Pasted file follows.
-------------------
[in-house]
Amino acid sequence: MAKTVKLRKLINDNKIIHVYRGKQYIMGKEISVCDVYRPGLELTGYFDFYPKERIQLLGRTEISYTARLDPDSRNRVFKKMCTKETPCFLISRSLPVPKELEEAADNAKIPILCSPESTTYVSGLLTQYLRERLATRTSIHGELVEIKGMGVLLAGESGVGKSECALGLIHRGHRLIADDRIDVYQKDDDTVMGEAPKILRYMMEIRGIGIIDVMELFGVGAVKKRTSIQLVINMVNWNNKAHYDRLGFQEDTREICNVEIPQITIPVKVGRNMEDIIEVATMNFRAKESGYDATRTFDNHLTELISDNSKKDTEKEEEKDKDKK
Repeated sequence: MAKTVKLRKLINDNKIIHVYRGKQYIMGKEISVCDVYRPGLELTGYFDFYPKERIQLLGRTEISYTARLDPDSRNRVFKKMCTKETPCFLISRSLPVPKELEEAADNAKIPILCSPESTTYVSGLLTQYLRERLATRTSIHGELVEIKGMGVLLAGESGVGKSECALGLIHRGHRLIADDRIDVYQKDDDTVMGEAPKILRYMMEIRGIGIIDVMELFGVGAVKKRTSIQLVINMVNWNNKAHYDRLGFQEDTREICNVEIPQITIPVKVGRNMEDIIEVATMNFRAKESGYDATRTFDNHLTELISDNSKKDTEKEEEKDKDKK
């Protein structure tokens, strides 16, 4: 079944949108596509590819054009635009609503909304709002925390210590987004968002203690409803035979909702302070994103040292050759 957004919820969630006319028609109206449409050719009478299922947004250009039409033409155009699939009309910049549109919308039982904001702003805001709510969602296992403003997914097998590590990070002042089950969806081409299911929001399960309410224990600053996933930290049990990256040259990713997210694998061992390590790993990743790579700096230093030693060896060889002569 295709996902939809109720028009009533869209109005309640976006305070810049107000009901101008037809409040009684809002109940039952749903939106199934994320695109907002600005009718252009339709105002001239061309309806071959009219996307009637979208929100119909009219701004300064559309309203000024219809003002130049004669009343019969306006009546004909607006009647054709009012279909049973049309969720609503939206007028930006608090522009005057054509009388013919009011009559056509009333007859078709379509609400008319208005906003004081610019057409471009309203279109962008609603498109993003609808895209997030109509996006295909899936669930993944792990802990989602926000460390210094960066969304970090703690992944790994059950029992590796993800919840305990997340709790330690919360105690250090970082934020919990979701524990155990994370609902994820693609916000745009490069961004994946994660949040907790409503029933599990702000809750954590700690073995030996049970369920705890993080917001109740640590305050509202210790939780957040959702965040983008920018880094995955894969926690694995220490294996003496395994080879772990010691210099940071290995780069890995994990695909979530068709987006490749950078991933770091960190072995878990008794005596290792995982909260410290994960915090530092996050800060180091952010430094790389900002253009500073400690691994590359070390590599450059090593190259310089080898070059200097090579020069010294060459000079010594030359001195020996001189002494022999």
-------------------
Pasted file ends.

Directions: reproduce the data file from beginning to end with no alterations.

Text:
[in-house]
Amino acid sequence: MAKTVKLRKLINDNKIIHVYRGKQYIMGKEISVCDVYRPGLELTGYFDFYPKERIQLLGRTEISYTARLDPDSRNRVFKKMCTKETPCFLISRSLPVPKELEEAADNAKIPILCSPESTTYVSGLLTQYLRERLATRTSIHGELVEIKGMGVLLAGESGVGKSECALGLIHRGHRLIADDRIDVYQKDDDTVMGEAPKILRYMMEIRGIGIIDVMELFGVGAVKKRTSIQLVINMVNWNNKAHYDRLGFQEDTREICNVEIPQITIPVKVGRNMEDIIEVATMNFRAKESGYDATRTFDNHLTELISDNSKKDTEKEEEKDKDKK
Repeated sequence: MAKTVKLRKLINDNKIIHVYRGKQYIMGKEISVCDVYRPGLELTGYFDFYPKERIQLLGRTEISYTARLDPDSRNRVFKKMCTKETPCFLISRSLPVPKELEEAADNAKIPILCSPESTTYVSGLLTQYLRERLATRTSIHGELVEIKGMGVLLAGESGVGKSECALGLIHRGHRLIADDRIDVYQKDDDTVMGEAPKILRYMMEIRGIGIIDVMELFGVGAVKKRTSIQLVINMVNWNNKAHYDRLGFQEDTREICNVEIPQITIPVKVGRNMEDIIEVATMNFRAKESGYDATRTFDNHLTELISDNSKKDTEKEEEKDKDKK
């Protein structure tokens, strides 16, 4: 079944949108596509590819054009635009609503909304709002925390210590987004968002203690409803035979909702302070994103040292050759 957004919820969630006319028609109206449409050719009478299922947004250009039409033409155009699939009309910049549109919308039982904001702003805001709510969602296992403003997914097998590590990070002042089950969806081409299911929001399960309410224990600053996933930290049990990256040259990713997210694998061992390590790993990743790579700096230093030693060896060889002569 295709996902939809109720028009009533869209109005309640976006305070810049107000009901101008037809409040009684809002109940039952749903939106199934994320695109907002600005009718252009339709105002001239061309309806071959009219996307009637979208929100119909009219701004300064559309309203000024219809003002130049004669009343019969306006009546004909607006009647054709009012279909049973049309969720609503939206007028930006608090522009005057054509009388013919009011009559056509009333007859078709379509609400008319208005906003004081610019057409471009309203279109962008609603498109993003609808895209997030109509996006295909899936669930993944792990802990989602926000460390210094960066969304970090703690992944790994059950029992590796993800919840305990997340709790330690919360105690250090970082934020919990979701524990155990994370609902994820693609916000745009490069961004994946994660949040907790409503029933599990702000809750954590700690073995030996049970369920705890993080917001109740640590305050509202210790939780957040959702965040983008920018880094995955894969926690694995220490294996003496395994080879772990010691210099940071290995780069890995994990695909979530068709987006490749950078991933770091960190072995878990008794005596290792995982909260410290994960915090530092996050800060180091952010430094790389900002253009500073400690691994590359070390590599450059090593190259310089080898070059200097090579020069010294060459000079010594030359001195020996001189002494022999």